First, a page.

- On professor quality: Law school graduates were most generous in grading their instructors: more than half (52%) gave their professors an “A”, while 37% awarded them a “B” grade. Eight percent of graduates gave their professors a “C”, while “D” and “F” grades were only doled out by 1% respectively.
- On making them “practice-ready” for the workforce: Graduates also rated their former law schools highly in this category. 25% gave their schools an “A”, while 40% gave them a “B”. A “C” was given by 21%, while 9% assigned a “D” and 4% an “F”.
- On how worthwhile the financial investment was: Also good news for law schools: most graduates feel they’re getting their money’s worth. Twenty percent awarded an “A” to their alma maters, 33% a “B”, 27% a “C”, 11% a “D” and 9% an “F”. According to American Bar Association data, in 2013, average tuition at a public law school was $23,879 per year for in-state residents and $36,859 per year for non-state residents. The average tuition at private law schools was significantly more, at $41,984 per year.
- On helping them find jobs in the law industry: Of the categories surveyed, this was the only one to receive a double-digit percentage of “F”s: 15% of students flunked their law schools, while 17% gave their schools a “D”. Twenty-eight percent gave their schools a “C” grade; 27% gave it a “B”. Only 13% felt their schools merited an “A”. According to the American Bar Association, 57% of graduates from the class of 2013 were employed in long-term, full-time positions where passing the bar is required - slightly up from the class of 2012 - though that percentage varies widely by law school.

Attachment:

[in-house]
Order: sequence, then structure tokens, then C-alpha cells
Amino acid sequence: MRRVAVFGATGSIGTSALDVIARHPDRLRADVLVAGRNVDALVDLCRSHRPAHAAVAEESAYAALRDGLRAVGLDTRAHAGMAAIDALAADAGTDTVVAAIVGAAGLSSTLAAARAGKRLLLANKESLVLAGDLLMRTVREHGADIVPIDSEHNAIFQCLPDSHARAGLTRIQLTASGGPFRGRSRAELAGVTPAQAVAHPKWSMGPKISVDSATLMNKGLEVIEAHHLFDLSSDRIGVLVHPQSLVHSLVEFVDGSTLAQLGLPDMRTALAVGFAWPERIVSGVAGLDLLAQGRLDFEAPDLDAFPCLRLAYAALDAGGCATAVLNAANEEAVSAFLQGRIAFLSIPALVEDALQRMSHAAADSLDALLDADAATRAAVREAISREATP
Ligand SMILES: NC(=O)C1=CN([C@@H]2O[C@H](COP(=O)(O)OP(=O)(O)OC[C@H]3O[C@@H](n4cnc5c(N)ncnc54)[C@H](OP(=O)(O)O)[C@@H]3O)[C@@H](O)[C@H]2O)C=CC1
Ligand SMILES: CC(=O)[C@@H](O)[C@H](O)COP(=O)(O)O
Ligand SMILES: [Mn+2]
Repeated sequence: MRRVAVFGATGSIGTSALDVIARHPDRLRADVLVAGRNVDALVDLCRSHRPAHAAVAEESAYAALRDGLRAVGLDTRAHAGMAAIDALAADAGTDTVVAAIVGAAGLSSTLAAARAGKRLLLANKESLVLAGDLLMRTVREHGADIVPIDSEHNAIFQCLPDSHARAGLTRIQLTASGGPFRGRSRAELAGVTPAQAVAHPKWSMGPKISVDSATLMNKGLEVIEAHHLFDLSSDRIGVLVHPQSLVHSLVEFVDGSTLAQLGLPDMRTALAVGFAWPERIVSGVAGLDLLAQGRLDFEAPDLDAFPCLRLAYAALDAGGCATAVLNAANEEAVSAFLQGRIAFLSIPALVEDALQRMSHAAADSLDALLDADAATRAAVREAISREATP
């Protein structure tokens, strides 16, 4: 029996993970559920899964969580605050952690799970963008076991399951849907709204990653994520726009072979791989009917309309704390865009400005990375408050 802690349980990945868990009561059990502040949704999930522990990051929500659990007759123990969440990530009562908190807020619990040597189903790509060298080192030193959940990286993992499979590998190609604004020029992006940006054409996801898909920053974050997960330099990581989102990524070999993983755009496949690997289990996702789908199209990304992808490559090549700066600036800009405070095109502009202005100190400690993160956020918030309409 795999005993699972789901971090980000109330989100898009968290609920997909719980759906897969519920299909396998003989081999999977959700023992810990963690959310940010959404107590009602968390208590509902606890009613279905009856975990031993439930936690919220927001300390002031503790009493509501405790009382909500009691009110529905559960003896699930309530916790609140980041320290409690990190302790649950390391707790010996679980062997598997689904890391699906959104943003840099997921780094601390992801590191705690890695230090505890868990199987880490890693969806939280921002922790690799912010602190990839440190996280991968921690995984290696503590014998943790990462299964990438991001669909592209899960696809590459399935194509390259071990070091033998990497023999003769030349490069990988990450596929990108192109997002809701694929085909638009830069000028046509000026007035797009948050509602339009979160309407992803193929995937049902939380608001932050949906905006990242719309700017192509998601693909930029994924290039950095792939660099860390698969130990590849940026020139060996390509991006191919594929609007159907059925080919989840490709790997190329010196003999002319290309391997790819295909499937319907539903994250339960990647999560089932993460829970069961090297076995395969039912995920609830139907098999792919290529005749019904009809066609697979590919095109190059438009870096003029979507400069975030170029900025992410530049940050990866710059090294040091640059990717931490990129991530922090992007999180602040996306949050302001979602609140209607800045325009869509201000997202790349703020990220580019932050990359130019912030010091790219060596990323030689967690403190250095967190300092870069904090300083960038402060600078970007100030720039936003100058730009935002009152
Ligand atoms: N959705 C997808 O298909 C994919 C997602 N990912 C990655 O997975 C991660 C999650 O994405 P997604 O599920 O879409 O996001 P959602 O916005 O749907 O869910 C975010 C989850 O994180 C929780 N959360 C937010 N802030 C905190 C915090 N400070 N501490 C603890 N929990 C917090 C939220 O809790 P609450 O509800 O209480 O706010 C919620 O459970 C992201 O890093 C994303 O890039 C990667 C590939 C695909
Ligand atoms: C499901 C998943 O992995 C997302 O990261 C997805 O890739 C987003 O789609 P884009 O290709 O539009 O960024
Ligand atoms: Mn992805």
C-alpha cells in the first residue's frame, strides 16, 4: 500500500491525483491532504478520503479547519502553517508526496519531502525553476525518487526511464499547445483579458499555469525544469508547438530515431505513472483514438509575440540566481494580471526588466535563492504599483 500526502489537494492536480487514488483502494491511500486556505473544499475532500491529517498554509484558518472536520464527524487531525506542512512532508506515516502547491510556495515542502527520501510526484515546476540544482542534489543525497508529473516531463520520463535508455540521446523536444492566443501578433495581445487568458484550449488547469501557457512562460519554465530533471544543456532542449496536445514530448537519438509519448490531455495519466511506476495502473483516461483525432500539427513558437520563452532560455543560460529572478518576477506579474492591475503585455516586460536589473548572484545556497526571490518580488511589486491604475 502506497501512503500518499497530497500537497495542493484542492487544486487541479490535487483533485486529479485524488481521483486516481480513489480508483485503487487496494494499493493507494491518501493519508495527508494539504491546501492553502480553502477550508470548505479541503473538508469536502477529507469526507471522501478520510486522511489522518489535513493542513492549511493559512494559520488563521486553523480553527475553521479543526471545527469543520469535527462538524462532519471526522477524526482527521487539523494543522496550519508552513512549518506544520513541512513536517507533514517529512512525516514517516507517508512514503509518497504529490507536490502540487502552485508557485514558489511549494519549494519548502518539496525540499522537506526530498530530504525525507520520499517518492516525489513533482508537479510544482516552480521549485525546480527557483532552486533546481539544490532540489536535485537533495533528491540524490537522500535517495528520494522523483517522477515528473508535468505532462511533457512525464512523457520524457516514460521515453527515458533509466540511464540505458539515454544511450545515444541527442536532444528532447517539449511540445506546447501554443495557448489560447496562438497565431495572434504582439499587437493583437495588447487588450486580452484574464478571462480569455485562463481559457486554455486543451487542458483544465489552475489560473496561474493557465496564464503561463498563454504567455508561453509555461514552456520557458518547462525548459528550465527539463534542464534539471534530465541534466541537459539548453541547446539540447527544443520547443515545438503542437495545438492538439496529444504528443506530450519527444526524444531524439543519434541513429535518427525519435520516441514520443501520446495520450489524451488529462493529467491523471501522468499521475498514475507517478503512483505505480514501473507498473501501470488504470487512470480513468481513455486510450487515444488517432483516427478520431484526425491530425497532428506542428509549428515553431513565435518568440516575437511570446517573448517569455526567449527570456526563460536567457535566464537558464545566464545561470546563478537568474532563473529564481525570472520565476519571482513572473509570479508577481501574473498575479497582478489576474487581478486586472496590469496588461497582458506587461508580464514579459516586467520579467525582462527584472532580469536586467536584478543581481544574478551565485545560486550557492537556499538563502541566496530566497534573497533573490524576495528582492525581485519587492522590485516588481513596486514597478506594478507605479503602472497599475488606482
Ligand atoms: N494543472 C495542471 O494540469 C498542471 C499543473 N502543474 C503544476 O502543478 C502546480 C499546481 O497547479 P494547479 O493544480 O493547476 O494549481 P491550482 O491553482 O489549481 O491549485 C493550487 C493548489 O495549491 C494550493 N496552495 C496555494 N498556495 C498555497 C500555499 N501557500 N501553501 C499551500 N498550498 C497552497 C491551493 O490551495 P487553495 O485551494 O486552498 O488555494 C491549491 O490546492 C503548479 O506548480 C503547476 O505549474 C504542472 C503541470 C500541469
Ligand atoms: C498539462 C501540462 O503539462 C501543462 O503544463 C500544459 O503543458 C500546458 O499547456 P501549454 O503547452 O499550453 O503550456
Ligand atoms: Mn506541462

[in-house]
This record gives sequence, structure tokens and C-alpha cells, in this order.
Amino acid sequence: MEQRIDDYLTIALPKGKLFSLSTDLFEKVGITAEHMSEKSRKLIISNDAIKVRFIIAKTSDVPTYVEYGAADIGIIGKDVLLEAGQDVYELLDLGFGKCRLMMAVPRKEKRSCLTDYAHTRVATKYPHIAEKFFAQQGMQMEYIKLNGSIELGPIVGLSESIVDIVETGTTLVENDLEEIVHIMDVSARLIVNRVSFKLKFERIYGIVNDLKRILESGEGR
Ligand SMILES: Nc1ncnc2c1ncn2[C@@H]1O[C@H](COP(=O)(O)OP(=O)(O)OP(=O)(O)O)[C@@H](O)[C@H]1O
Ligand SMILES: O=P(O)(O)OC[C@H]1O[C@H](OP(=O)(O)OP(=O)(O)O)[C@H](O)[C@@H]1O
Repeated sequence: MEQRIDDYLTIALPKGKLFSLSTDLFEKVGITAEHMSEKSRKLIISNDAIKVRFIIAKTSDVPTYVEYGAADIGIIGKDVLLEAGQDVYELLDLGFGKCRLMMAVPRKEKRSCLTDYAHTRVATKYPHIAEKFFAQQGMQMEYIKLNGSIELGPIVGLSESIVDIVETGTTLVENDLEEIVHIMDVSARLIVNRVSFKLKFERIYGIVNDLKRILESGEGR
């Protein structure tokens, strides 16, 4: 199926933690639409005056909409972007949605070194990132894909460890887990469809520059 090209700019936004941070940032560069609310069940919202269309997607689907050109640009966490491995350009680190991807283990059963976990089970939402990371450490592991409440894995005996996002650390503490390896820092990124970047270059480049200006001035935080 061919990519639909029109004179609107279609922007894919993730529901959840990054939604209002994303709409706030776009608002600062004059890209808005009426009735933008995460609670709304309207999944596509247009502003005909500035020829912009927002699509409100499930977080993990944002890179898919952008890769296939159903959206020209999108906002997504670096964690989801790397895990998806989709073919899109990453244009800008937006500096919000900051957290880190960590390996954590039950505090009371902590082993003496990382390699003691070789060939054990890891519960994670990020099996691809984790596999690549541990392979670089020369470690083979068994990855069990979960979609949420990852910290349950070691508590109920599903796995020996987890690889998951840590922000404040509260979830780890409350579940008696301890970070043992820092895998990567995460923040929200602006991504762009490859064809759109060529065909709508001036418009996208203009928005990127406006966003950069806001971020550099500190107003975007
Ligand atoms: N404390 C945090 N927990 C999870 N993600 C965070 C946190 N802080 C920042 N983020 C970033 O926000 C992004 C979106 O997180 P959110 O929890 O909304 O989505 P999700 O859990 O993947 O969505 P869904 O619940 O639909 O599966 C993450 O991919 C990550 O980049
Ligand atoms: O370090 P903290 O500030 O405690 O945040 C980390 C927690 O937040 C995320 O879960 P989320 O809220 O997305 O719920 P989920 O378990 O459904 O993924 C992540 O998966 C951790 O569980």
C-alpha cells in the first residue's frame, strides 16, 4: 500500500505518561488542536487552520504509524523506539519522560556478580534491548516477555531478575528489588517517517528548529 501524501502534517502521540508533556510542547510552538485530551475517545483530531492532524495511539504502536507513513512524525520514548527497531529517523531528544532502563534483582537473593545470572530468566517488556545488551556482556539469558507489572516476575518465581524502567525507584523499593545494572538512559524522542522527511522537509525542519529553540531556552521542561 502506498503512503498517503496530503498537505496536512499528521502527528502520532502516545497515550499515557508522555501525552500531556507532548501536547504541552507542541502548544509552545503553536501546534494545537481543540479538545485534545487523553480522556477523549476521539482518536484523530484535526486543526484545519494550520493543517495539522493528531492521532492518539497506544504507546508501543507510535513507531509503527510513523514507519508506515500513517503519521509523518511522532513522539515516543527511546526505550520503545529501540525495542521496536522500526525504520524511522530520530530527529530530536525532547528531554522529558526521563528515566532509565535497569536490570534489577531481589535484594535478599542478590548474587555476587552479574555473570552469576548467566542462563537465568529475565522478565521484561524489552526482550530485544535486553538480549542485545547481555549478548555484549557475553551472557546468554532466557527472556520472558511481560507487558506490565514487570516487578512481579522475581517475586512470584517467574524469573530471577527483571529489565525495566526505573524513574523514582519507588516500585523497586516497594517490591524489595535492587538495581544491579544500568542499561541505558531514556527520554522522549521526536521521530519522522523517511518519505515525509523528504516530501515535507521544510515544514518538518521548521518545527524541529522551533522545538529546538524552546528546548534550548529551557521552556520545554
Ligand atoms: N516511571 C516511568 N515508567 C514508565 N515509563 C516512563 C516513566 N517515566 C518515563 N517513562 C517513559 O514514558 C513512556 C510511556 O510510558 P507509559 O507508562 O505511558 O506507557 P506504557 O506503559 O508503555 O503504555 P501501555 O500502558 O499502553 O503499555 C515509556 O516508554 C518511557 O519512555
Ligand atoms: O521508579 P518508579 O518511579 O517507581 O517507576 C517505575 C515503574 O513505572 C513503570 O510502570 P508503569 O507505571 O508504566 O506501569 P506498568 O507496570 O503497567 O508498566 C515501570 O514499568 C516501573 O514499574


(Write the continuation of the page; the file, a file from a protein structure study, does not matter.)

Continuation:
According to a Kaplan Bar Review survey* of over 1,200 law school graduates from the class of 2014, a strong majority of tomorrow’s attorneys give their alma maters strong marks overall: 40% of law school graduates gave their overall law school education an “A” (up from 37% in 2012), while 45% gave it a “B”. Only 11% gave their legal education a “C”; and a relatively small percentage (4%) scored it as below average or failing. And while law school grads gave their former JD programs generally favorable marks in a number of subcategories, there was one glaring exception: job placement. Following are the full results: